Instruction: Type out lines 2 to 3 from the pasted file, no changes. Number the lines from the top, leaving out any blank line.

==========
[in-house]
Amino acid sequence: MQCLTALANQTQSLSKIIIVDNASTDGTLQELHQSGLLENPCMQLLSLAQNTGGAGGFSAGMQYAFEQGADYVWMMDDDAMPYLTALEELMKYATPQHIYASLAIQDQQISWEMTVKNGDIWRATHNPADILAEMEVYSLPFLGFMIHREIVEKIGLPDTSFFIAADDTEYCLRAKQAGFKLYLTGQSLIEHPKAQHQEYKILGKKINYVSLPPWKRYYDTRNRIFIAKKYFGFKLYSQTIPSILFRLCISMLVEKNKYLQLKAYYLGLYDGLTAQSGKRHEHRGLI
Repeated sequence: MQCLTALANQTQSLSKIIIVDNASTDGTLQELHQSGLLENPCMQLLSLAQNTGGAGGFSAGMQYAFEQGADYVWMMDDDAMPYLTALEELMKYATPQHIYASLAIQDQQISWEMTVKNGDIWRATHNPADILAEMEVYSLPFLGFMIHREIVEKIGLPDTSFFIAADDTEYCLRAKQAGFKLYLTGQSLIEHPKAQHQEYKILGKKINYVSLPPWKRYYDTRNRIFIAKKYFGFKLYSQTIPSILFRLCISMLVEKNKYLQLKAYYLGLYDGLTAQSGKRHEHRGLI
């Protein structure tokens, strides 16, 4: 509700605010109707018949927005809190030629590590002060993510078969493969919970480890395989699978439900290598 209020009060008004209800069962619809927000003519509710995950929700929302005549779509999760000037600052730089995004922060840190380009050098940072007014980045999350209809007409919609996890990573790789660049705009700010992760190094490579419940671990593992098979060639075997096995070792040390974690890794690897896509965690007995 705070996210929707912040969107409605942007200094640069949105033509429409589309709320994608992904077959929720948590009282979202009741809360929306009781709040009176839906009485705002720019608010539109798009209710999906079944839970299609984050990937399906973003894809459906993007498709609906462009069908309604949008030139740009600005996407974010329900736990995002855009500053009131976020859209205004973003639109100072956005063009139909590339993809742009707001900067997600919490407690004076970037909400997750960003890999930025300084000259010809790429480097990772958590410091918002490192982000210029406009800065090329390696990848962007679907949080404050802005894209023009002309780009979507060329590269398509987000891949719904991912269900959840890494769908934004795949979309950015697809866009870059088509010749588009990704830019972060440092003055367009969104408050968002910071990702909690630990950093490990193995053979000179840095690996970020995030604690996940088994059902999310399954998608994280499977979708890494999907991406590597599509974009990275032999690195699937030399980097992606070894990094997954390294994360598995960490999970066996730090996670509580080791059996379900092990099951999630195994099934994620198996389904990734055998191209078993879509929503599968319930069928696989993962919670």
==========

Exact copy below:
Amino acid sequence: MQCLTALANQTQSLSKIIIVDNASTDGTLQELHQSGLLENPCMQLLSLAQNTGGAGGFSAGMQYAFEQGADYVWMMDDDAMPYLTALEELMKYATPQHIYASLAIQDQQISWEMTVKNGDIWRATHNPADILAEMEVYSLPFLGFMIHREIVEKIGLPDTSFFIAADDTEYCLRAKQAGFKLYLTGQSLIEHPKAQHQEYKILGKKINYVSLPPWKRYYDTRNRIFIAKKYFGFKLYSQTIPSILFRLCISMLVEKNKYLQLKAYYLGLYDGLTAQSGKRHEHRGLI
Repeated sequence: MQCLTALANQTQSLSKIIIVDNASTDGTLQELHQSGLLENPCMQLLSLAQNTGGAGGFSAGMQYAFEQGADYVWMMDDDAMPYLTALEELMKYATPQHIYASLAIQDQQISWEMTVKNGDIWRATHNPADILAEMEVYSLPFLGFMIHREIVEKIGLPDTSFFIAADDTEYCLRAKQAGFKLYLTGQSLIEHPKAQHQEYKILGKKINYVSLPPWKRYYDTRNRIFIAKKYFGFKLYSQTIPSILFRLCISMLVEKNKYLQLKAYYLGLYDGLTAQSGKRHEHRGLI